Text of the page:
– Alkylation and acylation with mechanism.
– Reaction with nitrous acid.
– Carbylamine reaction.
Distinction between primary, secondary and tertiary amines (Hinsberg’s Test).
Preparation reduction of nitrobenzene.
Physical properties – state, solubility and boiling point.
– Reaction with HCl and H2 SO4 .
– Acetylation, alkylation.
– Carbylamine reaction.
– Electrophilic substitution (bromination, nitration and sulphonation).
Tests for aniline.
Uses of aniline.
Cyanides and Isocyanides
Methods of preparation:
– From alkyl halide.
– From amide.
– From alkyl halide.
From primary amines
Diazonium salts: Preparation, chemical reactions and importance in synthetic organic chemistry.
Preparation from aniline;
Properties: Sandmeyer’s reaction, Gattermann reaction and Balz – Scheimann reaction, replacement of diazo group by – H, -OH, -NO2, coupling reaction with phenol and aniline.
Carbohydrates – Definition, Classification (aldoses and ketoses), monosaccahrides (glucose and fructose), D-L configuration oligosaccharides (sucrose, lactose, maltose), polysaccharides (starch, cellulose, glycogen); Importance of carbohydrates.
Carbohydrates: definition, classification – mono (aldose, ketose), oligo (di, tri, tetra saccharides) and polysaccharides with examples: reducing sugars and non-reducing sugars – examples and uses.
Establishment of structures for glucose and fructose (open and cyclic) heating with HI, reaction with hydroxylamine, bromine water, acetic anhydride, nitric acid and phenyl hydrazine.
Test for glucose and fructose (bromine water test with equation).
Disaccharides – structures of sucrose, maltose and lactose (glycosidic linkage).
Polysaccharides – starch, cellulose, glycogen.
Proteins – structural units of proteins. Basic idea of – amino acids, peptide bond, polypeptides, proteins, structure of proteins – primary, secondary, tertiary structure and quaternary structures (qualitative idea only), denaturation of proteins. Enzymes, hormones – elementary idea only.
Proteins: Amino acids – general structure, classification and zwitter ion formation. Isoelectric point.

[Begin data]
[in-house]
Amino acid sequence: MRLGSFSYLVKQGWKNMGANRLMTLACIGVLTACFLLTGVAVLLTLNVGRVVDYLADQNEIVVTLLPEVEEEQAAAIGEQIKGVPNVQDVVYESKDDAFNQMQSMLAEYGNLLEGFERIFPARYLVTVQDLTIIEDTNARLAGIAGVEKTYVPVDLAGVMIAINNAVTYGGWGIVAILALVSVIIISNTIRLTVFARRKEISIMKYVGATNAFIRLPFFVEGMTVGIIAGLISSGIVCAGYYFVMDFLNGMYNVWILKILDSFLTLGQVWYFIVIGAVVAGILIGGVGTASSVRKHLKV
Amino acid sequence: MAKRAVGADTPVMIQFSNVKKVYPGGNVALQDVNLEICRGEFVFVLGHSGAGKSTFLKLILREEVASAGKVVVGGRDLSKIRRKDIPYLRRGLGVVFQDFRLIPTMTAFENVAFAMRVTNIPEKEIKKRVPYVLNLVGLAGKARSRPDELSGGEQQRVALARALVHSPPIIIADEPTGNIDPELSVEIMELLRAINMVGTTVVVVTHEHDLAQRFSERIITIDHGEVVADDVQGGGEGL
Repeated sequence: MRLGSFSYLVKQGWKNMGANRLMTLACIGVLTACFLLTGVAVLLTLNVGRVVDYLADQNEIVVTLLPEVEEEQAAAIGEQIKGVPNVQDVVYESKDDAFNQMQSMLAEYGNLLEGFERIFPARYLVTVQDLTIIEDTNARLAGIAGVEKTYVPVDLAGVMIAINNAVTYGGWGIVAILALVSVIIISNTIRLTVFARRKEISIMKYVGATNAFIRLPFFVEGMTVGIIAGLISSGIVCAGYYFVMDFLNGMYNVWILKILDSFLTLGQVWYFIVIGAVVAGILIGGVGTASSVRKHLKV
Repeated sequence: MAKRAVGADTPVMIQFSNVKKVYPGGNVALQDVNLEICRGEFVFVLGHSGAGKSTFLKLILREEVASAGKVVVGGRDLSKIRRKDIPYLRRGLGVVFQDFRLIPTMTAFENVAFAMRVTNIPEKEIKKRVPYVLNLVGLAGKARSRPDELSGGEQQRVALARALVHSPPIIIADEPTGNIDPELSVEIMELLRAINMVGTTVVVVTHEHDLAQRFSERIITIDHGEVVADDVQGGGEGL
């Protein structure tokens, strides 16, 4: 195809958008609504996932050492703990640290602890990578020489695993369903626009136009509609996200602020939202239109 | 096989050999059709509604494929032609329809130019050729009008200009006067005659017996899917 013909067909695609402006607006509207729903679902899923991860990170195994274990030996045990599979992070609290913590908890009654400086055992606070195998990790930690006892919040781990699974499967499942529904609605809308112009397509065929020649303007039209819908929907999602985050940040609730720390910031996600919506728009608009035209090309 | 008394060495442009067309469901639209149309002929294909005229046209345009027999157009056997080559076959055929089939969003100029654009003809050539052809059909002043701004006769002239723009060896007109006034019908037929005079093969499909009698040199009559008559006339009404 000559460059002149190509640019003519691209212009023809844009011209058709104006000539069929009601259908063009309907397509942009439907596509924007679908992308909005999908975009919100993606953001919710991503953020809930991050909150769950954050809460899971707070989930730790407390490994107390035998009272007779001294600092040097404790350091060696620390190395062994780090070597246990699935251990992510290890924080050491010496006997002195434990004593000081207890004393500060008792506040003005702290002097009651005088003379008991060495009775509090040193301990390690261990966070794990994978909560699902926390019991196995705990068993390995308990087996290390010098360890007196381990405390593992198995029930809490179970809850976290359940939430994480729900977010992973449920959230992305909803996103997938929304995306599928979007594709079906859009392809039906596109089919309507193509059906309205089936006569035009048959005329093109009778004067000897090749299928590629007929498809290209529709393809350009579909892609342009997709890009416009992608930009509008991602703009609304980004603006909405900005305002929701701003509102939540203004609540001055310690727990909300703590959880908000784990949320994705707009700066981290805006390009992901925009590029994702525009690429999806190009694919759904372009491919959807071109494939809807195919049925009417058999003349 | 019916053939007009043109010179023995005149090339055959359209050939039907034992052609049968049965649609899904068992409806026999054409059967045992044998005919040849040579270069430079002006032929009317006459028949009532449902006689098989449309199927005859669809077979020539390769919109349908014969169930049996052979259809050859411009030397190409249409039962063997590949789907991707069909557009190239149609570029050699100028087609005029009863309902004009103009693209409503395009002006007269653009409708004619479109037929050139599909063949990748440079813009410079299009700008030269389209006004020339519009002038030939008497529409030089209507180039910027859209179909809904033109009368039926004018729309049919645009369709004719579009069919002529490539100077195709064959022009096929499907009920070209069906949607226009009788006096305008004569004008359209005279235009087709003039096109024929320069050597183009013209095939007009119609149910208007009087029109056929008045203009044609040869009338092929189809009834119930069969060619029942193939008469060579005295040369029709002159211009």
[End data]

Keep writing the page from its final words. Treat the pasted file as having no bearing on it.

Classification of proteins on the basis of molecular shape; primary, secondary, tertiary and quaternary, structures of proteins, denaturation of proteins. (Definitions only. Details and diagrams are not required).
Vitamins – Classification and functions.
Vitamins A, B, C, D, E and K: classification (fat soluble and water soluble), deficiency diseases. (Chemical names and structures are not required).
Nucleic Acids – DNA and RNA.
Nucleic acids: basic unit – purine and pyrimidine, DNA – structure (double helical), RNA (No chemical structure required). Differences between DNA and RNA.
Definition and classification on different parameters. Methods of polymerisation (addition and condensation), copolymerization, and some important polymers: natural and synthetic like polythene, nylon polyesters,
bakelite, rubber. Biodegradable and nonbiodegradable polymers.
Classification based on source, on structure, on mode of polymerisation, on molecular forces, on growth (with free radical mechanism).
Preparation of important addition polymers – Polythene, polypropene, PVC, PTFE, polystyrene.
Rubber – natural and synthetic (Buna-N and Buna-S), vulcanisation of rubber.
Preparation of important condensation polymers
– polyester, Nylon 66, Nylon 6, Bakelite, melamine (to be learnt in terms of monomers and equations).
Biodegradable polymers – PHBV, Nylon 2 – Nylon 6.
16. Chemistry in Everyday Life
Chemicals in medicines – analgesics, tranquilizers antiseptics, disinfectants, antimicrobials, antifertility drugs, antibiotics, antacids,antihistamines.
In medicine: antipyretics, analgesics, tranquillisers, antiseptics, disinfectants,
anti-microbials, anti-fertility drugs, antihistamines, antibiotics, antacids.
Definition, common examples, uses.
Differences between antiseptics and disinfectants.
Structure not required.
Chemicals in food – preservatives, artificial sweetening agents, elementary idea of antioxidants.
Preservatives: role, example (Sodium benzoate).
Artificial sweetening agents: role, examples (aspartame, saccharine, sucralose and alitame).
Soaps and detergents – Classification and their cleansing action.
Soaps and detergents: classification, structure and some important examples.
Advantage of detergents over soaps; classification of detergents into
anionic/biodegradable, cationic/nonbiodegradable and non-ionic.